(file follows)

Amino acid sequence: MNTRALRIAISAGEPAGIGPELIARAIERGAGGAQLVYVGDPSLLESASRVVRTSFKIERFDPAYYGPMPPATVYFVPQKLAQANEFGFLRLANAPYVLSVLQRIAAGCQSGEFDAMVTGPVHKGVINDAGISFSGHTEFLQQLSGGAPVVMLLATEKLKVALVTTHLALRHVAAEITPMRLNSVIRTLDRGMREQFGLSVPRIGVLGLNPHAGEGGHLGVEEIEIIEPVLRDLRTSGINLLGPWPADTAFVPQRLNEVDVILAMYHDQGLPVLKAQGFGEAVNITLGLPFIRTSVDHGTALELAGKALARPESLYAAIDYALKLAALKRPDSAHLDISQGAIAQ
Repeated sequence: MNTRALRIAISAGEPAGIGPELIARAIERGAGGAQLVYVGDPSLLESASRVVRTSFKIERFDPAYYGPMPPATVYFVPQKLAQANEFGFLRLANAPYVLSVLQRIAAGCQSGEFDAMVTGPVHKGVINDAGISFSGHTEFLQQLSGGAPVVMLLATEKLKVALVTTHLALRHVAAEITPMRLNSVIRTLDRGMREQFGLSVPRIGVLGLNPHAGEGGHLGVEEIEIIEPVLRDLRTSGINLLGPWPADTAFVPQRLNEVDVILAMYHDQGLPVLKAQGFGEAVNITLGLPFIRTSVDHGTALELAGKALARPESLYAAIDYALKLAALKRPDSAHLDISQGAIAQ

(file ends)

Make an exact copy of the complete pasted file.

Amino acid sequence: MNTRALRIAISAGEPAGIGPELIARAIERGAGGAQLVYVGDPSLLESASRVVRTSFKIERFDPAYYGPMPPATVYFVPQKLAQANEFGFLRLANAPYVLSVLQRIAAGCQSGEFDAMVTGPVHKGVINDAGISFSGHTEFLQQLSGGAPVVMLLATEKLKVALVTTHLALRHVAAEITPMRLNSVIRTLDRGMREQFGLSVPRIGVLGLNPHAGEGGHLGVEEIEIIEPVLRDLRTSGINLLGPWPADTAFVPQRLNEVDVILAMYHDQGLPVLKAQGFGEAVNITLGLPFIRTSVDHGTALELAGKALARPESLYAAIDYALKLAALKRPDSAHLDISQGAIAQ
Repeated sequence: MNTRALRIAISAGEPAGIGPELIARAIERGAGGAQLVYVGDPSLLESASRVVRTSFKIERFDPAYYGPMPPATVYFVPQKLAQANEFGFLRLANAPYVLSVLQRIAAGCQSGEFDAMVTGPVHKGVINDAGISFSGHTEFLQQLSGGAPVVMLLATEKLKVALVTTHLALRHVAAEITPMRLNSVIRTLDRGMREQFGLSVPRIGVLGLNPHAGEGGHLGVEEIEIIEPVLRDLRTSGINLLGPWPADTAFVPQRLNEVDVILAMYHDQGLPVLKAQGFGEAVNITLGLPFIRTSVDHGTALELAGKALARPESLYAAIDYALKLAALKRPDSAHLDISQGAIAQ